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Ohio Businesses Say Economy Isn't Good, But Optimistic For A Rebound

Restaurants and businesses on Grandview Avenue on May 14, 2020.
David Holm
/
WOSU
Restaurants and businesses on Grandview Avenue on May 14, 2020.

Ohio’s businesses say they’re optimistic about the future of the economy, but the coronavirus pandemic continues to have them worried.

The Ohio Chamber of Commerce’s Research Foundation second quarter survey of over 400 business leaders shows that three-quarters of businesses plan to add jobs, but the same number said the economic climate is fair or poor.

However, 68% also said they are optimistic about the economy. While that's a leap up from 31% in the chamber's first-quarter 2020 survey, it's a drop from the 90% in the survey in the fourth quarter of 2019.

The Ohio Chamber of Commerce’s Justin Barnes said business groups have been key players in setting rules for reopening their sectors, but there’s something missing.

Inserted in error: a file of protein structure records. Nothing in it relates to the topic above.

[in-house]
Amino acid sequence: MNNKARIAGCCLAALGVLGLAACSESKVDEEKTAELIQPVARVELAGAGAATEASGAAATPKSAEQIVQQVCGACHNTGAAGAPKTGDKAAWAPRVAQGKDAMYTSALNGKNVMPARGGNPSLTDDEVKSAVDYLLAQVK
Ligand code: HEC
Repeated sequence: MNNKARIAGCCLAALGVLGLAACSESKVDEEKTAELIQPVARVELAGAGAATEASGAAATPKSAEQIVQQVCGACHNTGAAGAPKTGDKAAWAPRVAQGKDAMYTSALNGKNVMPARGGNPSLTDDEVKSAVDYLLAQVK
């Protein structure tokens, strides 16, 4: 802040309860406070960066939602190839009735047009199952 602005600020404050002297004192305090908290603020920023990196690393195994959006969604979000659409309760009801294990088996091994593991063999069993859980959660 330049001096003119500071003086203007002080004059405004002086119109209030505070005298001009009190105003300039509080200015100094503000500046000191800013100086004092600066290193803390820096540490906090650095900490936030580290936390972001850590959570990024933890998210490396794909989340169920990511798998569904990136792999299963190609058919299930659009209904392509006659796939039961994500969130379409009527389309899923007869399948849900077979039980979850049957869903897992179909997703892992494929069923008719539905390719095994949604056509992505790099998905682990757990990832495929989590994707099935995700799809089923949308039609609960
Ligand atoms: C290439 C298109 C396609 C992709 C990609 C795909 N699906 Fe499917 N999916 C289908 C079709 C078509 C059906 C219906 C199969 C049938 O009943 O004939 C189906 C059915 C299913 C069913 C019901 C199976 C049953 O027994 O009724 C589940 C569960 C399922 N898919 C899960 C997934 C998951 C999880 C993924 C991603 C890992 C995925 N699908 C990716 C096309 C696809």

“What they are hoping for is that the government, whether it’s here in Columbus or in Washington D.C., continues to take the actions necessary to provide that economic certainty that the coronavirus pandemic will be getting under control," Barnes said.

The chamber's survey calculates what it calls the Prosperity Pulse index using anticipated profits and hiring, open positions, anticipated capital expenditures and overall business economic outlook.

This quarter's Prosperity Pulse index was 93, an increase from a historic low 51 in the last survey. But it's still off from the 118 in the fourth quarter of 2019, and way down from an all-time high of 139.9 in the third quarter of 2018.

As it did last quarter, economic uncertainty tops the list of concerns for business leaders. Ohio’s political environment is now number three on that list, after the scandal involving the nuclear bailout law and former House Speaker Larry Householder.